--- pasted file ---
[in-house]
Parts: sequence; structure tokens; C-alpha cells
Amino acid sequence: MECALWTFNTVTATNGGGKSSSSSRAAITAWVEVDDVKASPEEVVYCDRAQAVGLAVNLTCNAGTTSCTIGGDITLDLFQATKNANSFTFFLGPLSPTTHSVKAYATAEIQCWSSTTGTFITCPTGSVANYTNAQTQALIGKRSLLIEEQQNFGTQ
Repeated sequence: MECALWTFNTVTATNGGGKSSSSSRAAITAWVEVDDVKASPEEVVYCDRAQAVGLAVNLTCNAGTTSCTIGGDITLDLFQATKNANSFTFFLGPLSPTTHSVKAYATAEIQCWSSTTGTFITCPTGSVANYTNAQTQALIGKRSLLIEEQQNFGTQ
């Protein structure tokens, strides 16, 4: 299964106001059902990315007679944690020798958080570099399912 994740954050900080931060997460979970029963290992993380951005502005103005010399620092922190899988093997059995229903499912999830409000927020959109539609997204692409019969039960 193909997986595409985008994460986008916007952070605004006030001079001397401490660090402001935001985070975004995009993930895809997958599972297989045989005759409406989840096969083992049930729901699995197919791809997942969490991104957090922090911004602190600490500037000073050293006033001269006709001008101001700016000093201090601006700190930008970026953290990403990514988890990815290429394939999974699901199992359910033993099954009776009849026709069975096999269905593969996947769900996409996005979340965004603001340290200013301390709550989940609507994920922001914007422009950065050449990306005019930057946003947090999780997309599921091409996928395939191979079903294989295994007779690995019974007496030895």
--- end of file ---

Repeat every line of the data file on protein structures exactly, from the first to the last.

[in-house]
Parts: sequence; structure tokens; C-alpha cells
Amino acid sequence: MECALWTFNTVTATNGGGKSSSSSRAAITAWVEVDDVKASPEEVVYCDRAQAVGLAVNLTCNAGTTSCTIGGDITLDLFQATKNANSFTFFLGPLSPTTHSVKAYATAEIQCWSSTTGTFITCPTGSVANYTNAQTQALIGKRSLLIEEQQNFGTQ
Repeated sequence: MECALWTFNTVTATNGGGKSSSSSRAAITAWVEVDDVKASPEEVVYCDRAQAVGLAVNLTCNAGTTSCTIGGDITLDLFQATKNANSFTFFLGPLSPTTHSVKAYATAEIQCWSSTTGTFITCPTGSVANYTNAQTQALIGKRSLLIEEQQNFGTQ
């Protein structure tokens, strides 16, 4: 299964106001059902990315007679944690020798958080570099399912 994740954050900080931060997460979970029963290992993380951005502005103005010399620092922190899988093997059995229903499912999830409000927020959109539609997204692409019969039960 193909997986595409985008994460986008916007952070605004006030001079001397401490660090402001935001985070975004995009993930895809997958599972297989045989005759409406989840096969083992049930729901699995197919791809997942969490991104957090922090911004602190600490500037000073050293006033001269006709001008101001700016000093201090601006700190930008970026953290990403990514988890990815290429394939999974699901199992359910033993099954009776009849026709069975096999269905593969996947769900996409996005979340965004603001340290200013301390709550989940609507994920922001914007422009950065050449990306005019930057946003947090999780997309599921091409996928395939191979079903294989295994007779690995019974007496030895």